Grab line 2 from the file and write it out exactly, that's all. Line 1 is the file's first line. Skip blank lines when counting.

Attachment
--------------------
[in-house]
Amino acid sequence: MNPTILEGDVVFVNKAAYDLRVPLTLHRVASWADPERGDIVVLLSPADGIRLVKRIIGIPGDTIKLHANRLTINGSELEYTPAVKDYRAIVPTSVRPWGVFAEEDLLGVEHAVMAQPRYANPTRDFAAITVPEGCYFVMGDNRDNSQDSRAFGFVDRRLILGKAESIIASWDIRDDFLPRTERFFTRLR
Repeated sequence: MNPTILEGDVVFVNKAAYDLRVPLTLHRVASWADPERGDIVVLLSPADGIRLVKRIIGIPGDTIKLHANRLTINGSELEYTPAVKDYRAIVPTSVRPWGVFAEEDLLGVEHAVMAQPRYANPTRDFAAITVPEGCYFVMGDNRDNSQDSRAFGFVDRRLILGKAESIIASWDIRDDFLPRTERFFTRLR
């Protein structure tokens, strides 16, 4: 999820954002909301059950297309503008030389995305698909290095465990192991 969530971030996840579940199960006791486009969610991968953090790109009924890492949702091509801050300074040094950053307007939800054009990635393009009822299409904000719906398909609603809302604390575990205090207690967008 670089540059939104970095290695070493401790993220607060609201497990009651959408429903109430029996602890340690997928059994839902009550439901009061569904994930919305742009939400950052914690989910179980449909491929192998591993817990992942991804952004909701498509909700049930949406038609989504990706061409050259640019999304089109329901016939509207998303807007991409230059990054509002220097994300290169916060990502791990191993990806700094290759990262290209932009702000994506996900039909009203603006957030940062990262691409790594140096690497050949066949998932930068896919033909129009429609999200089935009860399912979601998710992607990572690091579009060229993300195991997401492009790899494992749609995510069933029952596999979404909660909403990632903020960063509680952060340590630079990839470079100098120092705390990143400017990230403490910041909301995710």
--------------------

Amino acid sequence: MNPTILEGDVVFVNKAAYDLRVPLTLHRVASWADPERGDIVVLLSPADGIRLVKRIIGIPGDTIKLHANRLTINGSELEYTPAVKDYRAIVPTSVRPWGVFAEEDLLGVEHAVMAQPRYANPTRDFAAITVPEGCYFVMGDNRDNSQDSRAFGFVDRRLILGKAESIIASWDIRDDFLPRTERFFTRLR